Controversial gun bill gets calls for veto from Gov. Haslam

(Photo: WKRN)

NASHVILLE, Tenn. (WKRN) – A controversial gun bill passed by state lawmakers is getting calls for a veto.

One of Tennessee’s big city mayors says local governments could be forced to spend millions of dollars to comply with the measure or face lawsuits from gun rights groups like the National Rifle Association.

The controversial bill that grew out of the guns and parks measure passed a few years ago by lawmakers left open a lot of costly questions for local governments.

“There was an attorney general’s opinion that came out that opened the door to, frankly, handgun permit holders to carry at Bridgestone Arena and Nissan Stadium, which was not our intent,” explained sponsor Sen. John Stevens.

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Those places were exempt in the new bill because of the heavy security they already have, but the Safe Tennessee Project says handgun permit holders could still carry weapons on public transit unless they had metal detectors and other security measures.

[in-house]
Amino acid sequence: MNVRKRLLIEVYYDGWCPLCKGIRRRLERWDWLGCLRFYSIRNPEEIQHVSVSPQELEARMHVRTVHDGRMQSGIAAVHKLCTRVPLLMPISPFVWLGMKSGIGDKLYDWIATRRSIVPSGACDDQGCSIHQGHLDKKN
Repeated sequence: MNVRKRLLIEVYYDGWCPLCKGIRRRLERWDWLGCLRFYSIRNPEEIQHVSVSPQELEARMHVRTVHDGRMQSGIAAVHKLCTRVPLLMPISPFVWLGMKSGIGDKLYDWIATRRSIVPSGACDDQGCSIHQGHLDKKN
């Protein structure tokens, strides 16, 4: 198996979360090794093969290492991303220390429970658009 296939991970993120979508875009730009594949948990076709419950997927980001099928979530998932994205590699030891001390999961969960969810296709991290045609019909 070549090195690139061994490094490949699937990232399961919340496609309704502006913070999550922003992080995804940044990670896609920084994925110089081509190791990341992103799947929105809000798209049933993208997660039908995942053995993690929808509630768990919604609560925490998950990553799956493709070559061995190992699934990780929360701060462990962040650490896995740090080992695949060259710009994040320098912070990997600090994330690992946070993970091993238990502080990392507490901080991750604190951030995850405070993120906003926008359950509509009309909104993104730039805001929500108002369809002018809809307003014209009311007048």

Safe Tennessee’s policy director, Beth Joslin Roth, and Nashville’s mayor, Megan Barry, both said in letters to Governor Bill Haslam the bill leaves cities with million more in expenses or the option of not complying, which they argue leaves cities more open to lawsuits from gun rights groups.

“The aim of the bill is to make it cost prohibitive for cities to limit where guns can be carried, and that is concerning to us,” Roth told News 2.

She continued, “Local law enforcement should have final say on where guns should be carried, and there should not be a financial penalty.”

RELATED: Nashville mayor asks Tennessee governor to veto gun bill

Roth took her letter to Haslam’s office on Tuesday where she told a staffer why she wants a veto.

“I can also speak as a parent of a child who rides an MTA bus. The idea of folks with guns riding with my son on public transportation terrifies me,” she said.

The governor said Monday he tried to address local government concerns in the bill that was overwhelmingly approved by lawmakers.

“At the end, you can veto it, but if something passes two-to-one, you are probably wasting your breath, so you are better to work on front end to get bill in as good a shape as it can be,” Haslam said.

A lot of people from the NRA to local gun safety groups around the state will be watching what the governor does.